BMus (Honours Music Theory, Composition), MA (Music Theory), MISt (Library and Archives), McGill University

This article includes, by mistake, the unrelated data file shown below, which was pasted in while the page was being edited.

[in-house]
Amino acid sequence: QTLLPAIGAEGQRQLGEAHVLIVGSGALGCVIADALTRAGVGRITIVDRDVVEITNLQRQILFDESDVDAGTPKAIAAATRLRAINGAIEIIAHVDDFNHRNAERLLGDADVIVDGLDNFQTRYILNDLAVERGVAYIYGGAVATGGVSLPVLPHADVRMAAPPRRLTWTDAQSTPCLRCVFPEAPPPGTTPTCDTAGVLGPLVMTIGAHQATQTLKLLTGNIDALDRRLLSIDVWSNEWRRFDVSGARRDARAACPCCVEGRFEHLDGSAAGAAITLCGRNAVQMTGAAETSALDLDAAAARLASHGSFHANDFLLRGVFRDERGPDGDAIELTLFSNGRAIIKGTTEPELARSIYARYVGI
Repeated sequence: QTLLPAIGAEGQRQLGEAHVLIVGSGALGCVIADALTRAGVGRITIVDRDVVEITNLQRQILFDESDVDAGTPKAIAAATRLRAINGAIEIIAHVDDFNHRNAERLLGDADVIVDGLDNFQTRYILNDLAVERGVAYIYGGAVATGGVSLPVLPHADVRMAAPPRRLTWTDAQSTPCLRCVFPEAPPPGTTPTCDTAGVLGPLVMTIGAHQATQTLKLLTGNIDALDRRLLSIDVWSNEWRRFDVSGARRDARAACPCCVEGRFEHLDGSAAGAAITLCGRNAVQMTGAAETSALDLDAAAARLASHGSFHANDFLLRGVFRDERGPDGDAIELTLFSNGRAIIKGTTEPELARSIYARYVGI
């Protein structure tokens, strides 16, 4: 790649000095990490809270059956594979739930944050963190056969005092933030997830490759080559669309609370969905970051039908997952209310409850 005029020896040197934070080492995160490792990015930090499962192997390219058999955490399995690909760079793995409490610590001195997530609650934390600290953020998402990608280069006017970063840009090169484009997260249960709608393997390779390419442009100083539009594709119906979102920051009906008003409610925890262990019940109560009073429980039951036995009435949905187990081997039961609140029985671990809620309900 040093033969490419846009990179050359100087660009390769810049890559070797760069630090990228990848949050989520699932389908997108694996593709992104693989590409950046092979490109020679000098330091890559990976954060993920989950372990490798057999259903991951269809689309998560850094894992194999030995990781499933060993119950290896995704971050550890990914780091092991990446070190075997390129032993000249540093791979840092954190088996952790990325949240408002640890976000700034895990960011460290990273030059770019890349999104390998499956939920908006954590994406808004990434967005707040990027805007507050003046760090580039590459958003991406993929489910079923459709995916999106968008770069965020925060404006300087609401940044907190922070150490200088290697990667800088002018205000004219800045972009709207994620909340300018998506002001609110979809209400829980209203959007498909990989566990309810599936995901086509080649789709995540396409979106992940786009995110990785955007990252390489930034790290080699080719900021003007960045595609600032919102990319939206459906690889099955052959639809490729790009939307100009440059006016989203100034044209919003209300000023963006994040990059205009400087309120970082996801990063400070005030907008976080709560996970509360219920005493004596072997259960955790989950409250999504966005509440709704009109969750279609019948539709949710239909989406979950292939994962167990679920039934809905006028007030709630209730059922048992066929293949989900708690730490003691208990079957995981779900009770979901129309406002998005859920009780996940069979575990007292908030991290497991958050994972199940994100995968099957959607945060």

Although originally a jazz saxophonist, Brenna studied classical music both in undergraduate and graduate school at McGill University with a focus on early music, late nineteenth century chromaticism, and temperament and tuning systems. Her master’s thesis is on form independent of text in Monteverdi’s Fourth Book of Madrigals. Brenna started learning swing dances, including tap, at Cat’s Corner Dance Studio in Montreal following the completion of her first master’s degree. Due to this new-found interest, Brenna’s recent research has been on investigating rhythm in tap dance with a particular focus on the influences of African American vernacular dances on jazz as an artform and the rhythms of Eddie Brown. As a music librarian, Brenna has been largely focused on critical information literacy and new ways in which to provide information services for both the public and academic communities. One of Brenna’s more recent projects includes Jazz Research Corner, an open-access subject guide to aid in the research of the history and culture of African American vernacular dances originating from the swing era.